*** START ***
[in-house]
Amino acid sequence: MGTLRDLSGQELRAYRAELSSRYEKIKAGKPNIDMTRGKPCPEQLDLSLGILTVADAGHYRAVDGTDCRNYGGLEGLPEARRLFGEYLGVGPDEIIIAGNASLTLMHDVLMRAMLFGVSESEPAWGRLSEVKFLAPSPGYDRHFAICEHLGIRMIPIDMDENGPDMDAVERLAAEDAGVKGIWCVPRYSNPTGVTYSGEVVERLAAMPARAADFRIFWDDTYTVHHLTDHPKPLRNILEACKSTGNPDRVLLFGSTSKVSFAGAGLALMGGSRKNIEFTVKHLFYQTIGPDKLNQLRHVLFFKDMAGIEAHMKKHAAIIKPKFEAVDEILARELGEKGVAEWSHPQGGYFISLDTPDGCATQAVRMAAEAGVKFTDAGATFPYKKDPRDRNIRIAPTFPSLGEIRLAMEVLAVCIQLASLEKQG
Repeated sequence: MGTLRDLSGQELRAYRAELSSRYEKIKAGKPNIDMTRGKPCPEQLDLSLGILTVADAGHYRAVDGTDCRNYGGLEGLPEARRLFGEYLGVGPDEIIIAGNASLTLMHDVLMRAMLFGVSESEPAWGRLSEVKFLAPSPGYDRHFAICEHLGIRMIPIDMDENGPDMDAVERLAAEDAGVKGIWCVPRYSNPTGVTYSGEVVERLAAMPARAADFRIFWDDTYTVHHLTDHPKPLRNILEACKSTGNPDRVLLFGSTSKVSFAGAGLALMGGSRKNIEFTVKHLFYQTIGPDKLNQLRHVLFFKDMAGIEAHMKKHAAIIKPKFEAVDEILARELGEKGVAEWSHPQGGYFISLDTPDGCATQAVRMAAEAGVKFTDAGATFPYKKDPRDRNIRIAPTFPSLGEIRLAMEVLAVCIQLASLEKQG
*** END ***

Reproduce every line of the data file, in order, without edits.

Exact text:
[in-house]
Amino acid sequence: MGTLRDLSGQELRAYRAELSSRYEKIKAGKPNIDMTRGKPCPEQLDLSLGILTVADAGHYRAVDGTDCRNYGGLEGLPEARRLFGEYLGVGPDEIIIAGNASLTLMHDVLMRAMLFGVSESEPAWGRLSEVKFLAPSPGYDRHFAICEHLGIRMIPIDMDENGPDMDAVERLAAEDAGVKGIWCVPRYSNPTGVTYSGEVVERLAAMPARAADFRIFWDDTYTVHHLTDHPKPLRNILEACKSTGNPDRVLLFGSTSKVSFAGAGLALMGGSRKNIEFTVKHLFYQTIGPDKLNQLRHVLFFKDMAGIEAHMKKHAAIIKPKFEAVDEILARELGEKGVAEWSHPQGGYFISLDTPDGCATQAVRMAAEAGVKFTDAGATFPYKKDPRDRNIRIAPTFPSLGEIRLAMEVLAVCIQLASLEKQG
Repeated sequence: MGTLRDLSGQELRAYRAELSSRYEKIKAGKPNIDMTRGKPCPEQLDLSLGILTVADAGHYRAVDGTDCRNYGGLEGLPEARRLFGEYLGVGPDEIIIAGNASLTLMHDVLMRAMLFGVSESEPAWGRLSEVKFLAPSPGYDRHFAICEHLGIRMIPIDMDENGPDMDAVERLAAEDAGVKGIWCVPRYSNPTGVTYSGEVVERLAAMPARAADFRIFWDDTYTVHHLTDHPKPLRNILEACKSTGNPDRVLLFGSTSKVSFAGAGLALMGGSRKNIEFTVKHLFYQTIGPDKLNQLRHVLFFKDMAGIEAHMKKHAAIIKPKFEAVDEILARELGEKGVAEWSHPQGGYFISLDTPDGCATQAVRMAAEAGVKFTDAGATFPYKKDPRDRNIRIAPTFPSLGEIRLAMEVLAVCIQLASLEKQG